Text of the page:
Barely Speaker Kevin McCarthy got around to pitching his debt ceiling demands for budget cuts. It was days late and $130 billion short. That’s how much he wants to cut government spending–an amount economists have warned would drive the country into a recession that could cause the loss of 2.6 million jobs.
McCarthy has a bogus answer for that, saying he wants to “lift Americans out of poverty” by making them jump through often insurmountable bureaucratic hoops to participate in things like food assistance and, especially, Medicaid with work requirements. McCarthy actually claims that this will “rebuild the workforce,” and even more obnoxiously “protect and preserve Medicare and Social Security. because more people will be paying into it.”
In reality, that’s bullshit.
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Start off with the fact that among the tens of millions of people on Medicaid, 93% of the working-age people enrolled are employed (63%), or they are caregivers, students, or unable to work due to illness. Just 7% of the non-working, non-elderly Medicaid population is unemployed. That includes people who can’t find work, or who have retired early because of care-giving duties, disability, or some other life reason.
Within that 7%, there are undoubtedly some people who just don’t want to work. But under this plan, the mechanisms states would be forced to set up to find these people and try to force them into jobs would cost far, far more than any potential savings. And there sure as hell aren’t enough of them to save Social Security and Medicare with their would-be payroll contributions.
The bill does not contain any assistance to states to set up the complicated systems necessary to track the tens of millions Americans who are on Medicaid. Medicaid is jointly funded by the states and by the federal government, and each state determines–within federal guidelines–eligibility for the program and some of the parameters of care that’s covered. This bill would force all 50 states to implement massive amounts of new red tape without giving them any funding to do. They would have to either kick people who fail to jump all of the bureaucratic hurdles out of the program, or pick up the entire cost of their health care.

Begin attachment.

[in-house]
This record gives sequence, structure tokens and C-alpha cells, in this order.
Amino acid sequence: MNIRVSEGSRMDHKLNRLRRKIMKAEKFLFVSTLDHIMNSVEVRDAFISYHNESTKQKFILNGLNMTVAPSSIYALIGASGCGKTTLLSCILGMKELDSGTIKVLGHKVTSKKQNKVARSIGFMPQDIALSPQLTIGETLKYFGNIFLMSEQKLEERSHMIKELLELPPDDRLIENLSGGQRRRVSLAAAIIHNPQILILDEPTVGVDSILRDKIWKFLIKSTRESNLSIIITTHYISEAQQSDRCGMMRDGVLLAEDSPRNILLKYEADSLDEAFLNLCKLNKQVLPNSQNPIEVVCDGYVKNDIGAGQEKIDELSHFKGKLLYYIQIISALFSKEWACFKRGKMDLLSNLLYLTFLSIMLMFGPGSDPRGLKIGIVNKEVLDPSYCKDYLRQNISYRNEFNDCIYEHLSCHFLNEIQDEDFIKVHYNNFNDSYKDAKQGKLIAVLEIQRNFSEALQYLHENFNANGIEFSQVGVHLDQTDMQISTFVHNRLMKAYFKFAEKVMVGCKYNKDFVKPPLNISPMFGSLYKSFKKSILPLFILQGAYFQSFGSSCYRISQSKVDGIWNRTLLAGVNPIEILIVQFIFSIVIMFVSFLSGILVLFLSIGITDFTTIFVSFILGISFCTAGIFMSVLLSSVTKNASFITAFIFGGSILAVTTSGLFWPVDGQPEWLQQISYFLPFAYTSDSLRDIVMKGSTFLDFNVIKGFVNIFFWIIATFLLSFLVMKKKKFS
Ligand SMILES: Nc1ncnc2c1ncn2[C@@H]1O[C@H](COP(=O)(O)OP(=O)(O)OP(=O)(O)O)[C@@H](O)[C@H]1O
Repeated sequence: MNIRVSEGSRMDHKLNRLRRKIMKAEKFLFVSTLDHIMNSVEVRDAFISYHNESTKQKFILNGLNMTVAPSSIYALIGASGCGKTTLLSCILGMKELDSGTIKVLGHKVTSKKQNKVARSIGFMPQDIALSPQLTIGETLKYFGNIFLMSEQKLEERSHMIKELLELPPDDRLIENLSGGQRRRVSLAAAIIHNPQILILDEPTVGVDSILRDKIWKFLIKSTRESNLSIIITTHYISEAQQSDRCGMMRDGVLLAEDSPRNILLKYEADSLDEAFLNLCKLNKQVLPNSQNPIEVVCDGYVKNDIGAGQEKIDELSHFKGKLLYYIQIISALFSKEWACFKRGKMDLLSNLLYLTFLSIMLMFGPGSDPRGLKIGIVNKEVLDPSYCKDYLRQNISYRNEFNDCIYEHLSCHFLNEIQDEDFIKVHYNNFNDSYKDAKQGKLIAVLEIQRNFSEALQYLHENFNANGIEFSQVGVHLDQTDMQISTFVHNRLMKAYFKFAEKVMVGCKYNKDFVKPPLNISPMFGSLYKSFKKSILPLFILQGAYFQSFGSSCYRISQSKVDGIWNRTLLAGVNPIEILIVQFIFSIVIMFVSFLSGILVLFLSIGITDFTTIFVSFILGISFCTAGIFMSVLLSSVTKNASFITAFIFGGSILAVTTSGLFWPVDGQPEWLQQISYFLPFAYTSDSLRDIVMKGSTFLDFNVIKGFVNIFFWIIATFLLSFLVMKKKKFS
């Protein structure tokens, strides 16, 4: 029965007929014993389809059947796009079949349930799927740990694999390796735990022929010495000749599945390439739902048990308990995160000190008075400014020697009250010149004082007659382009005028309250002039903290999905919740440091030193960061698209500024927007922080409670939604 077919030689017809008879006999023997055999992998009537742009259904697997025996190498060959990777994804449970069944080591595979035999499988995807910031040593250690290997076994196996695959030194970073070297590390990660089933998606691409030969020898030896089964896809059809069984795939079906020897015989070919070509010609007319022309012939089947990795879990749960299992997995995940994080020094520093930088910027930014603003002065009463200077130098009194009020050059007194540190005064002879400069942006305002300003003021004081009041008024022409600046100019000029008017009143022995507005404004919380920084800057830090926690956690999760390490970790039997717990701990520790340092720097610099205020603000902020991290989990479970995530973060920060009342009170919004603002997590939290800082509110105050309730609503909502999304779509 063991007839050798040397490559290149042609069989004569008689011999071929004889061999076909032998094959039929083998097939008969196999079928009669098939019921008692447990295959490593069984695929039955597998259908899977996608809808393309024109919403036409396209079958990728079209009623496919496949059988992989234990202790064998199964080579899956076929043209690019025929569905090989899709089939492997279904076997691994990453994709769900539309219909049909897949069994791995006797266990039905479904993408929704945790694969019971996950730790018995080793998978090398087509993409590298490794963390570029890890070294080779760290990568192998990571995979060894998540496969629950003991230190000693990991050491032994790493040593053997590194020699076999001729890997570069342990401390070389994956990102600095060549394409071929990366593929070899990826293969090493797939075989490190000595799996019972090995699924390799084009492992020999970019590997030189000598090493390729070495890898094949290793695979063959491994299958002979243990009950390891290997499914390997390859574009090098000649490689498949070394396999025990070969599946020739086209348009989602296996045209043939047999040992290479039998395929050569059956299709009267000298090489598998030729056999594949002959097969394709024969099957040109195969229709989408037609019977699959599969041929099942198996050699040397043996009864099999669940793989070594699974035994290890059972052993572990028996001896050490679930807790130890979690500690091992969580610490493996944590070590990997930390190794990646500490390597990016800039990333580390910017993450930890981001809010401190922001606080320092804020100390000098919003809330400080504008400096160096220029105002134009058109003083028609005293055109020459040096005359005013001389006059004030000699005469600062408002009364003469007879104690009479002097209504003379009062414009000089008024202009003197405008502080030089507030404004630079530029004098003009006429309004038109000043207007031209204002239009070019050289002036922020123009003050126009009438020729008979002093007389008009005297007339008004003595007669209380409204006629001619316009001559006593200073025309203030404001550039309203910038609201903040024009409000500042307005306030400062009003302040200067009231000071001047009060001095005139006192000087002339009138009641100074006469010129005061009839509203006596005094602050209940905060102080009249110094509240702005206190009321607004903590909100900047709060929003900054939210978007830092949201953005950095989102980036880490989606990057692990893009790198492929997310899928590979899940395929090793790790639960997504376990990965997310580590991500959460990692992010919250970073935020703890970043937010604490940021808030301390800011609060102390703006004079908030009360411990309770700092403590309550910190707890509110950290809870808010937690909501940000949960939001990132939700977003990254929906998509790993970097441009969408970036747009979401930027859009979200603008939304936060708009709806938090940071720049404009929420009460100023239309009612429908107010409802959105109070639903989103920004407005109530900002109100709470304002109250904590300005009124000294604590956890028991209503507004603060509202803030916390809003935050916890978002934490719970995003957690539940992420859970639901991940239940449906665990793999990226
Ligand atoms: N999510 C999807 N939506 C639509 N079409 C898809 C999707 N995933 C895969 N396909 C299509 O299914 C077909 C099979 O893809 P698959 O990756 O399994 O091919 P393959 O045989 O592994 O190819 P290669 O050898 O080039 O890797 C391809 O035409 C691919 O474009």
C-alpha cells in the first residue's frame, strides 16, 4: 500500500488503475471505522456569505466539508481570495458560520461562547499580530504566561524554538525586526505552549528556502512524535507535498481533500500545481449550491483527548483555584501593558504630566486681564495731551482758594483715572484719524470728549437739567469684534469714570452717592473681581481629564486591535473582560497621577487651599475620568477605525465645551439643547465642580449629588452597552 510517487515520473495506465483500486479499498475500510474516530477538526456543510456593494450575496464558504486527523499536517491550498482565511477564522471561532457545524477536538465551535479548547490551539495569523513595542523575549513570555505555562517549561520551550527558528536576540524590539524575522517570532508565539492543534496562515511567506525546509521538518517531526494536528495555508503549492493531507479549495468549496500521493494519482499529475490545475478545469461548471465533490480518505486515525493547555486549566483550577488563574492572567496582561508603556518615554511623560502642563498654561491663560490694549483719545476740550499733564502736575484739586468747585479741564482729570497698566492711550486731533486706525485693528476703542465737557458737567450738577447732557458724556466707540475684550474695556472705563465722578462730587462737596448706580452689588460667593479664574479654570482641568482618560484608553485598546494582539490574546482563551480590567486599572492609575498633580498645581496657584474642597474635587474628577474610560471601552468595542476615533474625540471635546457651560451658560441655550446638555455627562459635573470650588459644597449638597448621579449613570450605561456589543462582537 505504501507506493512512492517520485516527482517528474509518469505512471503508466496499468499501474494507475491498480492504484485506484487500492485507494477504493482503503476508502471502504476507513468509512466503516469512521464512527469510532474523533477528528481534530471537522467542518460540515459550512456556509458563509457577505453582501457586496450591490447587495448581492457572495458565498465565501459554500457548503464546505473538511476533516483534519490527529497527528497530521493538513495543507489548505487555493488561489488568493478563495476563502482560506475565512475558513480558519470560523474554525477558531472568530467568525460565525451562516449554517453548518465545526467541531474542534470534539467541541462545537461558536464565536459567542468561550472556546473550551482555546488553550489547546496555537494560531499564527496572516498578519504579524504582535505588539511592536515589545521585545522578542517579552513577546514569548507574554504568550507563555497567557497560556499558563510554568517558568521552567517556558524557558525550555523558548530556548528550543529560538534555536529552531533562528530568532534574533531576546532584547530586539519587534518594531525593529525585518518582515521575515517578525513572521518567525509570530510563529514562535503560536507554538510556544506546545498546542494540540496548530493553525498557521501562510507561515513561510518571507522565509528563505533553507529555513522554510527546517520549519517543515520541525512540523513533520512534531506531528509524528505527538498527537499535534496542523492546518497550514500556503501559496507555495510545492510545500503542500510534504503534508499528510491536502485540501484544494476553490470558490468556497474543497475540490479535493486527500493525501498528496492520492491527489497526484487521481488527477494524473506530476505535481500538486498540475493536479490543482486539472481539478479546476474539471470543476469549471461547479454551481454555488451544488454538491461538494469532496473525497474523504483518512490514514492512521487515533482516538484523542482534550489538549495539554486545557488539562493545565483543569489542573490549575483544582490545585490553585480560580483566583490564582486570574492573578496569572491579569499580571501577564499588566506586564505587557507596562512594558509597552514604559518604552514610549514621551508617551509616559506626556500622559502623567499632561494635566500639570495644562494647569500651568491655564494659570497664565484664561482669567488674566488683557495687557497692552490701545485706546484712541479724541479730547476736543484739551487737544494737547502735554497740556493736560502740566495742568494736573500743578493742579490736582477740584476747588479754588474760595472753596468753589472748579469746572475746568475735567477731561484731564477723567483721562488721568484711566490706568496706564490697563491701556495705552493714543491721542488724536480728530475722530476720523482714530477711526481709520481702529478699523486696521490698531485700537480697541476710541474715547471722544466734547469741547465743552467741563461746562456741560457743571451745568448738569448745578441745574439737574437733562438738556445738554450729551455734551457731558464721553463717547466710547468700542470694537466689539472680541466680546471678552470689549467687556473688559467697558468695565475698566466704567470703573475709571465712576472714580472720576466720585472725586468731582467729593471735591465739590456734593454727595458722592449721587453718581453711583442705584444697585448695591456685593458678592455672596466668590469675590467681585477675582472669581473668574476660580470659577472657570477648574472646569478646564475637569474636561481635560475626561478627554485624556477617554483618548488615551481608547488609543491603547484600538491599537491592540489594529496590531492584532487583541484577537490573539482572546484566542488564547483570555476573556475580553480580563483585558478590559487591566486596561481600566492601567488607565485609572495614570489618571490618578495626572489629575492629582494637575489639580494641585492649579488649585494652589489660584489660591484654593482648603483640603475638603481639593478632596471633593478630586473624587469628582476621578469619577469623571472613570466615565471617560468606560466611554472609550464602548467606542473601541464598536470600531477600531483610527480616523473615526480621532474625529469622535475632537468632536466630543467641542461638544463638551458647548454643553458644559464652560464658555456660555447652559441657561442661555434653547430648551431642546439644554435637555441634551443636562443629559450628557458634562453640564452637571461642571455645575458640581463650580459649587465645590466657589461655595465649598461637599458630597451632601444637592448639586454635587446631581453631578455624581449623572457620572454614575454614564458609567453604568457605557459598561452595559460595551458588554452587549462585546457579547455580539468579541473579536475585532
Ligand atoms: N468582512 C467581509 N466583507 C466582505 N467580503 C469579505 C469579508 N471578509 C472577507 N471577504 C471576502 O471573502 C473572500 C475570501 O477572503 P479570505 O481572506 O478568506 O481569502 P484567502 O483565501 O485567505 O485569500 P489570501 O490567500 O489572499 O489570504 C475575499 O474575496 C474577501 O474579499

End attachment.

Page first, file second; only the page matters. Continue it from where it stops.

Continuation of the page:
The end result, which Republicans are absolutely counting on, would be millions of people becoming uninsured. They have proof of concept for that in a Trump-era experiment in Arkansas. That state was allowed, briefly, to impose work requirements on the people who gained insurance through the Affordable Care Act’s Medicaid expansion provision.
Georgetown University Medicaid experts Joan Alker and Edwin Park explain what happened next: “In just a few short months, 18,000 Arkansans lost coverage which equated to 23% of the group affected.” They point out McCarthy’s bill “goes farther than the Arkansas policy in numerous ways including applying the work reporting requirement to the entire Medicaid population, not just the expansion group, and not exempting the medically frail and people with disabilities on SSI.”
Get that? Medically frail people and people who have documented disabilities for which they are already receiving government assistance would have to go through all the motions of applying for work and proving that they’ve done so in order to keep their insurance.
Federal courts shut down the Arkansas experiment and the Biden administration revoked the federal waiver required for other states to implement it, but tremendous damage had already been done to Arkansans. A follow-up study by the New England Journal of Medicine found that “95% of persons who were targeted by the policy already met the requirement or should have been exempt.”
The real kicker? Every single study conducted found that it didn’t increase employment numbers at all. In fact, NEJM found that employment declined during the experiment “from 42.4% to 38.9% among Arkansans 30 to 49 years of age, a change of −3.5 percentage points.” Employment dropped in all the other age groups they looked at as well, from −2.9 to −5.7 percentage points.
It’s not about jobs. It’s not about the economy. It’s not about saving Social Security and Medicare. It’s about destroying Medicaid. They couldn’t repeal Obamacare, so they’ll go after the Medicaid expansion that has insured tens of millions of Americans. And if millions more lose their health insurance thanks to new requirements, new red tape, and more bureaucratic pain? To Kevin McCarthy and House Republicans, that is a feature, not a bug.
Markos and Kerry are joined by Aaron Rupar today to discuss what he is seeing in the right-wing media landscape. Rupar is an independent journalist whose Public Notice Substack is a must-read for those who want to know how truly outrageous the conservative movement is. We are addicted to his Twitter account, with its never-ending stream of Republican lunacy all captured on video.
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